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Benefits of Mobile Apps in Pain Management: Systematic Review


Thurnheer, Simon E; Gravestock, Isaac; Pichierri, Giuseppe; Steurer, Johann; Burgstaller, Jakob M (2018). Benefits of Mobile Apps in Pain Management: Systematic Review. JMIR mHealth and uHealth, 6(10):e11231.

Abstract

BACKGROUND Pain is a common condition with a significant physical, psychosocial, and economic impact. Due to enormous progress in mobile device technology as well as the increase in smartphone ownership in the general population, mobile apps can be used to monitor patients with pain and support them in pain management. OBJECTIVE The aim of this review was to assess the efficacy of smartphone or computer tablet apps in the management of patients with pain. METHODS In December 2017, a literature search was performed in the following databases: MEDLINE, EMBASE, CINAHL, Cochrane, and PsycINFO. In addition, a bibliography search was conducted. We included studies with at least 20 participants per arm that evaluated the effects of apps on smartphones or computer tablets on improvement in pain. RESULTS A total of 15 studies with 1962 patients met the inclusion criteria. Of these, 4 studies examined the effect of mobile apps on pain management in an in-clinic setting and 11 in an out-clinic setting. The majority of the original studies reported beneficial effects of the use of a pain app. Severity of pain decreased in most studies where patients were using an app compared with patients not using an app. Other outcomes, such as worst pain or quality of life showed improvements in patients using an app. Due to heterogeneity between the original studies-patient characteristics, app content, and study setting-a synthesis of the results by statistical methods was not performed. CONCLUSIONS Apps for pain management may be beneficial for patients, particularly in an out-clinic setting. Studies have shown that pain apps are workable and well liked by patients and health care professionals. There is no doubt that in the near future, mobile technologies will develop further. Medicine could profit from this development as indicated by our results, but there is a need for more scientific inputs. It is desirable to know which elements of apps or additional devices and tools may improve usability and help patients in pain management.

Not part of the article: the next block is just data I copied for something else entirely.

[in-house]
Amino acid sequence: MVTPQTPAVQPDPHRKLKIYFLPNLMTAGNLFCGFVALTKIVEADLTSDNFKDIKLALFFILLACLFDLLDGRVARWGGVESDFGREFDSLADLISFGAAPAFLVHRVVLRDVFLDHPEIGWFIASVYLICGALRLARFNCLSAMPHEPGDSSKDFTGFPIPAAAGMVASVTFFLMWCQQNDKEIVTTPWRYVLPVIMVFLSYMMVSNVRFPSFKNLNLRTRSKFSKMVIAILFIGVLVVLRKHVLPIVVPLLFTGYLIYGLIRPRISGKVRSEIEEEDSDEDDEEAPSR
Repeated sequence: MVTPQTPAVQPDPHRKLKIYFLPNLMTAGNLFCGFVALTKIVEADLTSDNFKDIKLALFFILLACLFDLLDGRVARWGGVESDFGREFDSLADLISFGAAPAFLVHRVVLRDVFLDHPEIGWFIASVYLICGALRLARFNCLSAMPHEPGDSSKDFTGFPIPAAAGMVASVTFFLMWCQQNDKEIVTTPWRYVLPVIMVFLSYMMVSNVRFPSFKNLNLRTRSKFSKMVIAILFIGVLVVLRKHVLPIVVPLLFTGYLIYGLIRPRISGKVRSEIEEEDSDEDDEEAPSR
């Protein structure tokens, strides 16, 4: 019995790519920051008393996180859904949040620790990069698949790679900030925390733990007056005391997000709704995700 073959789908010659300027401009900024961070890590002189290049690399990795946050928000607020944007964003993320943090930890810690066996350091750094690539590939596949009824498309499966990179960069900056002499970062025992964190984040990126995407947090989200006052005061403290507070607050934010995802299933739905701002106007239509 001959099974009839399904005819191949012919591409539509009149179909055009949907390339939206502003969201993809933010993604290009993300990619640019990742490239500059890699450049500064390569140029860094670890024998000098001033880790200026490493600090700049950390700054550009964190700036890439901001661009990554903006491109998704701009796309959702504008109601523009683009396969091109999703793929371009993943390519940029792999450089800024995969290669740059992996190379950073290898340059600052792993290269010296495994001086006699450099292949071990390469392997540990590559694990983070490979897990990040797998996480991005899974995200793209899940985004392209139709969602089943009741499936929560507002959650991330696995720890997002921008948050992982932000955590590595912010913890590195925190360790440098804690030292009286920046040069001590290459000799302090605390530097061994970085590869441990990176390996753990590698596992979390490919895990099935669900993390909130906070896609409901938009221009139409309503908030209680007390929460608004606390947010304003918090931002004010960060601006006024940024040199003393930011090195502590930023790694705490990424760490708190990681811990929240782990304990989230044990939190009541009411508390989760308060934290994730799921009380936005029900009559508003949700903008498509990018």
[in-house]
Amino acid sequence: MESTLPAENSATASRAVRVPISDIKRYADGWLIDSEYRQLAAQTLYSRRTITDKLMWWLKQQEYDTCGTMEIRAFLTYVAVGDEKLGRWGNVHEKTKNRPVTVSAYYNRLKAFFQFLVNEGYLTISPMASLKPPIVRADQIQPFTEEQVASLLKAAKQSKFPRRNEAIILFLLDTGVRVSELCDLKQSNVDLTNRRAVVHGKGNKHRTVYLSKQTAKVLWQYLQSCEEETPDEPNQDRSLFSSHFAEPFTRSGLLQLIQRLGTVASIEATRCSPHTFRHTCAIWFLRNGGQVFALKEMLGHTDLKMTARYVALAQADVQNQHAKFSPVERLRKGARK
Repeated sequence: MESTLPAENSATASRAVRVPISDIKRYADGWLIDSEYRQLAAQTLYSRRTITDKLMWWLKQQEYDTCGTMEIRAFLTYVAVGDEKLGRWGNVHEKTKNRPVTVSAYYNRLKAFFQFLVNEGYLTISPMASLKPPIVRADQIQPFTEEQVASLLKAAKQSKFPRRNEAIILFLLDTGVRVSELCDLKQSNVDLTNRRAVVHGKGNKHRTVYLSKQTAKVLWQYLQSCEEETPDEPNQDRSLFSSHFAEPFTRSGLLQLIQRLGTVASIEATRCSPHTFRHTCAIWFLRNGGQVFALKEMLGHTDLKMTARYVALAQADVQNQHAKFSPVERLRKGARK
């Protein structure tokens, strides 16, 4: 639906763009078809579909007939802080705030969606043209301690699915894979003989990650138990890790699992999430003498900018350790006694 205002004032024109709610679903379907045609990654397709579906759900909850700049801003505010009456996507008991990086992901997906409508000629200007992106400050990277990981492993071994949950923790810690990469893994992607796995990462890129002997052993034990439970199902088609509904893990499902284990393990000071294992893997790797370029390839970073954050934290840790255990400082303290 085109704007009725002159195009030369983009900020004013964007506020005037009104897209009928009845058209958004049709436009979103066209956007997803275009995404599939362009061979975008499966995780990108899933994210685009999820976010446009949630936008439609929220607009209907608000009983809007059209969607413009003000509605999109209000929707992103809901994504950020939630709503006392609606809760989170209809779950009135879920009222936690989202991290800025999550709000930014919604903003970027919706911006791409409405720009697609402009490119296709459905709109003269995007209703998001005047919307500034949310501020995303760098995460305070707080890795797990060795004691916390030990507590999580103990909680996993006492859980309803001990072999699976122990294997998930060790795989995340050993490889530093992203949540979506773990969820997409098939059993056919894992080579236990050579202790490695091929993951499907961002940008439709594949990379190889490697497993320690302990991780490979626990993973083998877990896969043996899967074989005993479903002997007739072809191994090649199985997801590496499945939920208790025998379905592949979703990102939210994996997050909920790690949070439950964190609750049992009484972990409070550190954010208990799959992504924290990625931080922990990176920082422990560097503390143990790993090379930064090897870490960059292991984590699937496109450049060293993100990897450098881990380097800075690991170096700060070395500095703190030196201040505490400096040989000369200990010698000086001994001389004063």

Abstract

BACKGROUND Pain is a common condition with a significant physical, psychosocial, and economic impact. Due to enormous progress in mobile device technology as well as the increase in smartphone ownership in the general population, mobile apps can be used to monitor patients with pain and support them in pain management. OBJECTIVE The aim of this review was to assess the efficacy of smartphone or computer tablet apps in the management of patients with pain. METHODS In December 2017, a literature search was performed in the following databases: MEDLINE, EMBASE, CINAHL, Cochrane, and PsycINFO. In addition, a bibliography search was conducted. We included studies with at least 20 participants per arm that evaluated the effects of apps on smartphones or computer tablets on improvement in pain. RESULTS A total of 15 studies with 1962 patients met the inclusion criteria. Of these, 4 studies examined the effect of mobile apps on pain management in an in-clinic setting and 11 in an out-clinic setting. The majority of the original studies reported beneficial effects of the use of a pain app. Severity of pain decreased in most studies where patients were using an app compared with patients not using an app. Other outcomes, such as worst pain or quality of life showed improvements in patients using an app. Due to heterogeneity between the original studies-patient characteristics, app content, and study setting-a synthesis of the results by statistical methods was not performed. CONCLUSIONS Apps for pain management may be beneficial for patients, particularly in an out-clinic setting. Studies have shown that pain apps are workable and well liked by patients and health care professionals. There is no doubt that in the near future, mobile technologies will develop further. Medicine could profit from this development as indicated by our results, but there is a need for more scientific inputs. It is desirable to know which elements of apps or additional devices and tools may improve usability and help patients in pain management.

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Additional indexing

Item Type:Journal Article, refereed, further contribution
Communities & Collections:04 Faculty of Medicine > University Hospital Zurich > Clinic and Policlinic for Internal Medicine
Dewey Decimal Classification:610 Medicine & health
Uncontrolled Keywords:mobile application; pain; pain management; smartphone; cell phone; telemedicine; review
Language:English
Date:22 October 2018
Deposited On:01 Nov 2018 09:52
Last Modified:24 Sep 2019 23:50
Publisher:JMIR Publications
ISSN:2291-5222
OA Status:Gold
Free access at:Publisher DOI. An embargo period may apply.
Publisher DOI:https://doi.org/10.2196/11231
PubMed ID:30348633

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